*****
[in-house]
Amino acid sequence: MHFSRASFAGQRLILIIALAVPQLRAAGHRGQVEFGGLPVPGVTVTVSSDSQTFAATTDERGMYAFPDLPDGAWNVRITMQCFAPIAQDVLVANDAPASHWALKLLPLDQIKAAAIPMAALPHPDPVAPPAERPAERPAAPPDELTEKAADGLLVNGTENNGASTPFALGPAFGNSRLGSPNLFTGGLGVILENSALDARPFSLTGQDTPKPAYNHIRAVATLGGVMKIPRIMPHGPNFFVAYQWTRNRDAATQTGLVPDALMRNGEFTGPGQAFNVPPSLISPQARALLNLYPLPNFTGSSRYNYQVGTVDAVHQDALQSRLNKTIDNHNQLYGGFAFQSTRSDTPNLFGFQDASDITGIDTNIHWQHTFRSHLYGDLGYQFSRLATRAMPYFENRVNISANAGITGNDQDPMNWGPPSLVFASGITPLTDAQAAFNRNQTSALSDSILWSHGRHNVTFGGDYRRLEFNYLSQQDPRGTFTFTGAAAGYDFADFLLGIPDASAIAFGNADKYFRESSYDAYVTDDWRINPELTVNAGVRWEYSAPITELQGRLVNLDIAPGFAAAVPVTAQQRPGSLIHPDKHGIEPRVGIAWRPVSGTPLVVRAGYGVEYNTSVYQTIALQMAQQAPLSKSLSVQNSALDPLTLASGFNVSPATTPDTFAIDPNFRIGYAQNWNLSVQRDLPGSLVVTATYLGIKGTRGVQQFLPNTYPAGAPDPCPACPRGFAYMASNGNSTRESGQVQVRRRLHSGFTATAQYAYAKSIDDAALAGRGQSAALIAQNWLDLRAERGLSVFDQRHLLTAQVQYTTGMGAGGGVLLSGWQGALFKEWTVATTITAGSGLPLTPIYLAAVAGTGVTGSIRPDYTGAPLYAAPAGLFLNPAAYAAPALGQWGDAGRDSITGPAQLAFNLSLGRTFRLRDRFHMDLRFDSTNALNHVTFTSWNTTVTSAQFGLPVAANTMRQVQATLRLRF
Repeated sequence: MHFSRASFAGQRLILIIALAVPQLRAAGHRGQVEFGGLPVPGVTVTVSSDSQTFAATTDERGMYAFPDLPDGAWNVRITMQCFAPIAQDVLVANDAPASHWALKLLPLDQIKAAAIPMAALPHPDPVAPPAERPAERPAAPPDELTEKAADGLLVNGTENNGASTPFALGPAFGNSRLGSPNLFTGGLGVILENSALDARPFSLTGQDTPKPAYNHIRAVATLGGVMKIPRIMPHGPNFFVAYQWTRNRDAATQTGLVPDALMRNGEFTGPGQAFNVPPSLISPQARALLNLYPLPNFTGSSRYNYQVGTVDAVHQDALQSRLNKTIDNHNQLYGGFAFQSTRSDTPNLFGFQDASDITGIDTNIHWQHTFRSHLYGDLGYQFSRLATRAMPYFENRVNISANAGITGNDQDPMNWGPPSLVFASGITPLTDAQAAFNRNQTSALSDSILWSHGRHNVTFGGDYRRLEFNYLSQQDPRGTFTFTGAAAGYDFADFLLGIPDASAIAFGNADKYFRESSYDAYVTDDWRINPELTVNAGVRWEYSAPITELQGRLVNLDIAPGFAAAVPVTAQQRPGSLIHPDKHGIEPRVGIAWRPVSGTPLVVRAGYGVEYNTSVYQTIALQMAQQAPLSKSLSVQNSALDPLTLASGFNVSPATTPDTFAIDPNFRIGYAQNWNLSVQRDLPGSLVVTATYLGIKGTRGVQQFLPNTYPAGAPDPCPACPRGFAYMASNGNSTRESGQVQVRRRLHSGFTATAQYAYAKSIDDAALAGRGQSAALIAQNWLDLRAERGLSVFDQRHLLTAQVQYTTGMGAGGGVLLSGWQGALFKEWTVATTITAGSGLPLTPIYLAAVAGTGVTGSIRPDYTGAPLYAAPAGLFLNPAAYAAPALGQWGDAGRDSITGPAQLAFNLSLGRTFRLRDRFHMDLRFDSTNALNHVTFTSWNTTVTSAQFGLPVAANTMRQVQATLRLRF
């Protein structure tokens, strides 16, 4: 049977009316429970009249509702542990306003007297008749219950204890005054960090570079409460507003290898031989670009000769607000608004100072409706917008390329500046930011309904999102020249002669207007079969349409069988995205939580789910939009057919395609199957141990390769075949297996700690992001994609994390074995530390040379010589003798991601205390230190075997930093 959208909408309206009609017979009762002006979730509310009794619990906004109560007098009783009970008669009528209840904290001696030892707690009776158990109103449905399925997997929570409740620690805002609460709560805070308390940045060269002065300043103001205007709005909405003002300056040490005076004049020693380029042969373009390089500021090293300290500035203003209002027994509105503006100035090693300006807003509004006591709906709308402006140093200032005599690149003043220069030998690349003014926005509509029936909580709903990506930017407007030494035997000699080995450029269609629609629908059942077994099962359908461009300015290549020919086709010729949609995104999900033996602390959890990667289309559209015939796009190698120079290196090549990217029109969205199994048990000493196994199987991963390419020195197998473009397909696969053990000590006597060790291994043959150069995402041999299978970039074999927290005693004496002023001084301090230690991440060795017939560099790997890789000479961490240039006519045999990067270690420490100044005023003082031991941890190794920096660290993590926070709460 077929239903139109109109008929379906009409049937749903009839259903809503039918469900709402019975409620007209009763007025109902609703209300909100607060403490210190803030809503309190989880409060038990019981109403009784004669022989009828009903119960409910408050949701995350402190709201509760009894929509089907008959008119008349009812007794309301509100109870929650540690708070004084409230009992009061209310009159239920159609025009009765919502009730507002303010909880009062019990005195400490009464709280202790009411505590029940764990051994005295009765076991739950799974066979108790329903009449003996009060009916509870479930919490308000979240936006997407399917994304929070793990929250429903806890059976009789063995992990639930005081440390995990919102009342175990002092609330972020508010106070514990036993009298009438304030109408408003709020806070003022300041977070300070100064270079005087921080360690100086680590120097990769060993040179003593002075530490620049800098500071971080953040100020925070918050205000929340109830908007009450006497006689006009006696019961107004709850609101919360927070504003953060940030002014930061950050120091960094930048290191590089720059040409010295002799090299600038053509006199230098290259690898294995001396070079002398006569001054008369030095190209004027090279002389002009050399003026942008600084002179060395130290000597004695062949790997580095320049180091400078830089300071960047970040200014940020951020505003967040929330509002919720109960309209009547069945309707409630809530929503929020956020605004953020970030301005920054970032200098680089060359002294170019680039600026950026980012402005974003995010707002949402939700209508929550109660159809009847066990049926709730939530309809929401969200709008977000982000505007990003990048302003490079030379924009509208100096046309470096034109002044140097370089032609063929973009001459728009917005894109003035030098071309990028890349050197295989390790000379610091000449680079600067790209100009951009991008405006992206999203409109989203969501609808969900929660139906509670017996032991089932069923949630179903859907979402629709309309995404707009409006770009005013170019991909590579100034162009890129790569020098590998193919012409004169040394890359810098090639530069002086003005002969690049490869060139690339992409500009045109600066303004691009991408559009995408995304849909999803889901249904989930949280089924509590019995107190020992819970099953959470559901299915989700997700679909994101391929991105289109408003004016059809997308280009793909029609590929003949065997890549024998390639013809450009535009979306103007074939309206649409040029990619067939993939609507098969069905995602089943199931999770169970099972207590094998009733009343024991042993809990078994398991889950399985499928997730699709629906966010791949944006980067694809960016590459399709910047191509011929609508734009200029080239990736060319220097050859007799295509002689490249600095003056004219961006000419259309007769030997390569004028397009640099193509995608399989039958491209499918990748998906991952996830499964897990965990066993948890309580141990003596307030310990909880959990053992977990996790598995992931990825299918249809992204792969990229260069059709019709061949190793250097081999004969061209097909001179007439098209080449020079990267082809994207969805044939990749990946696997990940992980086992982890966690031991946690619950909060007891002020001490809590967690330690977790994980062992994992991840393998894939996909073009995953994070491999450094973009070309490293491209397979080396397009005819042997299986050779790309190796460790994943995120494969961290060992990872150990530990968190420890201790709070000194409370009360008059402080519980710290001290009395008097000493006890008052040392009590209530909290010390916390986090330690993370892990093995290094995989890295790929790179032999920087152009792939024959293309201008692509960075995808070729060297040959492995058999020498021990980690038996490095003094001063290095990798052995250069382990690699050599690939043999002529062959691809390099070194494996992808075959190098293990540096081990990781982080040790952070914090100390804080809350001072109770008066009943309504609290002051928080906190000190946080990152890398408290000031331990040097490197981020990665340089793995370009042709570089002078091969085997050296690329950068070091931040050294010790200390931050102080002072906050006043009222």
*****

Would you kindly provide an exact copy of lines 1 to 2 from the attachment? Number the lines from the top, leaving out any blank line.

[in-house]
Amino acid sequence: MHFSRASFAGQRLILIIALAVPQLRAAGHRGQVEFGGLPVPGVTVTVSSDSQTFAATTDERGMYAFPDLPDGAWNVRITMQCFAPIAQDVLVANDAPASHWALKLLPLDQIKAAAIPMAALPHPDPVAPPAERPAERPAAPPDELTEKAADGLLVNGTENNGASTPFALGPAFGNSRLGSPNLFTGGLGVILENSALDARPFSLTGQDTPKPAYNHIRAVATLGGVMKIPRIMPHGPNFFVAYQWTRNRDAATQTGLVPDALMRNGEFTGPGQAFNVPPSLISPQARALLNLYPLPNFTGSSRYNYQVGTVDAVHQDALQSRLNKTIDNHNQLYGGFAFQSTRSDTPNLFGFQDASDITGIDTNIHWQHTFRSHLYGDLGYQFSRLATRAMPYFENRVNISANAGITGNDQDPMNWGPPSLVFASGITPLTDAQAAFNRNQTSALSDSILWSHGRHNVTFGGDYRRLEFNYLSQQDPRGTFTFTGAAAGYDFADFLLGIPDASAIAFGNADKYFRESSYDAYVTDDWRINPELTVNAGVRWEYSAPITELQGRLVNLDIAPGFAAAVPVTAQQRPGSLIHPDKHGIEPRVGIAWRPVSGTPLVVRAGYGVEYNTSVYQTIALQMAQQAPLSKSLSVQNSALDPLTLASGFNVSPATTPDTFAIDPNFRIGYAQNWNLSVQRDLPGSLVVTATYLGIKGTRGVQQFLPNTYPAGAPDPCPACPRGFAYMASNGNSTRESGQVQVRRRLHSGFTATAQYAYAKSIDDAALAGRGQSAALIAQNWLDLRAERGLSVFDQRHLLTAQVQYTTGMGAGGGVLLSGWQGALFKEWTVATTITAGSGLPLTPIYLAAVAGTGVTGSIRPDYTGAPLYAAPAGLFLNPAAYAAPALGQWGDAGRDSITGPAQLAFNLSLGRTFRLRDRFHMDLRFDSTNALNHVTFTSWNTTVTSAQFGLPVAANTMRQVQATLRLRF